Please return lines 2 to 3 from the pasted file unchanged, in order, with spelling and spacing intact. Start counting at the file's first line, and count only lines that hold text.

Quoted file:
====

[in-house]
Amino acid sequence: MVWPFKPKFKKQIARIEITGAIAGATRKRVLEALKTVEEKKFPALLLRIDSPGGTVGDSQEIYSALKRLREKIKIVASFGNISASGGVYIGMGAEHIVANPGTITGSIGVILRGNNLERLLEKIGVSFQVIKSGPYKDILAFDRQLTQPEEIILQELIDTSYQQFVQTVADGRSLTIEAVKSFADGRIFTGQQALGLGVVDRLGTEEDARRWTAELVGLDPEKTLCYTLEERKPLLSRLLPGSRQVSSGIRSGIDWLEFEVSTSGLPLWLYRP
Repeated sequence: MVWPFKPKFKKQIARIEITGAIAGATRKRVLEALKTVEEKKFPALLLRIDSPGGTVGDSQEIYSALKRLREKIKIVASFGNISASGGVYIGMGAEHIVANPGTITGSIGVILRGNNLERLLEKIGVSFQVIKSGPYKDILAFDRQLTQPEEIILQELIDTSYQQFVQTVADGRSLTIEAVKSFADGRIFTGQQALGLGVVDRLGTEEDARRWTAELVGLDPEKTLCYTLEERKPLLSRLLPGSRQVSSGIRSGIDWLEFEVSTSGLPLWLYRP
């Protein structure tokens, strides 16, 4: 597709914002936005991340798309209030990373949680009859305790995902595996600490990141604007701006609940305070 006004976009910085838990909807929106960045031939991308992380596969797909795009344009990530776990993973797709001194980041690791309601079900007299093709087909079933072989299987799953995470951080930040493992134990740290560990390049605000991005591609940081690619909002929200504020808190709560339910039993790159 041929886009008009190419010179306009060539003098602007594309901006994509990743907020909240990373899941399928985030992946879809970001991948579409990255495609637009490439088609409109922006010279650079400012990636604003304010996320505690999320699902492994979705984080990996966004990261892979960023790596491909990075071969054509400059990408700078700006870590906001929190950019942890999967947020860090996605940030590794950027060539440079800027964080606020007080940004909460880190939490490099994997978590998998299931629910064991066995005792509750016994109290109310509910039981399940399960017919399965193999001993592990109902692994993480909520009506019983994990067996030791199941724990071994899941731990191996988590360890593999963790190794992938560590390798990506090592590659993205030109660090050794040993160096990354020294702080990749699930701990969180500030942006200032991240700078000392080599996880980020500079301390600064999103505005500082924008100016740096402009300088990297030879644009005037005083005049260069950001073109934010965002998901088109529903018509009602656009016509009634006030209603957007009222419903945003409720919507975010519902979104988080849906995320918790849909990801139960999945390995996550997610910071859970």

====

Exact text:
Amino acid sequence: MVWPFKPKFKKQIARIEITGAIAGATRKRVLEALKTVEEKKFPALLLRIDSPGGTVGDSQEIYSALKRLREKIKIVASFGNISASGGVYIGMGAEHIVANPGTITGSIGVILRGNNLERLLEKIGVSFQVIKSGPYKDILAFDRQLTQPEEIILQELIDTSYQQFVQTVADGRSLTIEAVKSFADGRIFTGQQALGLGVVDRLGTEEDARRWTAELVGLDPEKTLCYTLEERKPLLSRLLPGSRQVSSGIRSGIDWLEFEVSTSGLPLWLYRP
Repeated sequence: MVWPFKPKFKKQIARIEITGAIAGATRKRVLEALKTVEEKKFPALLLRIDSPGGTVGDSQEIYSALKRLREKIKIVASFGNISASGGVYIGMGAEHIVANPGTITGSIGVILRGNNLERLLEKIGVSFQVIKSGPYKDILAFDRQLTQPEEIILQELIDTSYQQFVQTVADGRSLTIEAVKSFADGRIFTGQQALGLGVVDRLGTEEDARRWTAELVGLDPEKTLCYTLEERKPLLSRLLPGSRQVSSGIRSGIDWLEFEVSTSGLPLWLYRP